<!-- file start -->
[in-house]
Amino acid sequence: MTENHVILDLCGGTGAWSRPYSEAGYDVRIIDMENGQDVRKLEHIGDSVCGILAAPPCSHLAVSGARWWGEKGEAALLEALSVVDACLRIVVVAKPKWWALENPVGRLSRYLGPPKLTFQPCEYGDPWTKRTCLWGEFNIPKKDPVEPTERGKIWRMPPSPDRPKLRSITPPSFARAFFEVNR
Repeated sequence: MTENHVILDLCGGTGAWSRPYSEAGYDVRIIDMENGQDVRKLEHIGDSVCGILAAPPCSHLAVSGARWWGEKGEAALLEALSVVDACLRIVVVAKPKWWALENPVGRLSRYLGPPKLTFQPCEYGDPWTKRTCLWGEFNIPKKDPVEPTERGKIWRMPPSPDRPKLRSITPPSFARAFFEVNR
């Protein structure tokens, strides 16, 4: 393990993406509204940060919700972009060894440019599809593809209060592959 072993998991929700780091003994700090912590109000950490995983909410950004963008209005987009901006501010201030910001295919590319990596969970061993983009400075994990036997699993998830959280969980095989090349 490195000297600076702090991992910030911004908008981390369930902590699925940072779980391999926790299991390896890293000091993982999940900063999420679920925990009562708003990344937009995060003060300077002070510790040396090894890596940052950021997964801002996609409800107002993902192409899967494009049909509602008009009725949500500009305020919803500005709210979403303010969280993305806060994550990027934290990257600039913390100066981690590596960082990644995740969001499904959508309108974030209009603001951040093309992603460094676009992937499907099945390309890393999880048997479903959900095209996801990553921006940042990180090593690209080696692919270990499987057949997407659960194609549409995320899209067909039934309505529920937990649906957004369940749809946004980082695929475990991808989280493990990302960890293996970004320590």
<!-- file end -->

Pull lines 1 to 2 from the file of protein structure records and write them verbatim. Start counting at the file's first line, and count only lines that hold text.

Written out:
[in-house]
Amino acid sequence: MTENHVILDLCGGTGAWSRPYSEAGYDVRIIDMENGQDVRKLEHIGDSVCGILAAPPCSHLAVSGARWWGEKGEAALLEALSVVDACLRIVVVAKPKWWALENPVGRLSRYLGPPKLTFQPCEYGDPWTKRTCLWGEFNIPKKDPVEPTERGKIWRMPPSPDRPKLRSITPPSFARAFFEVNR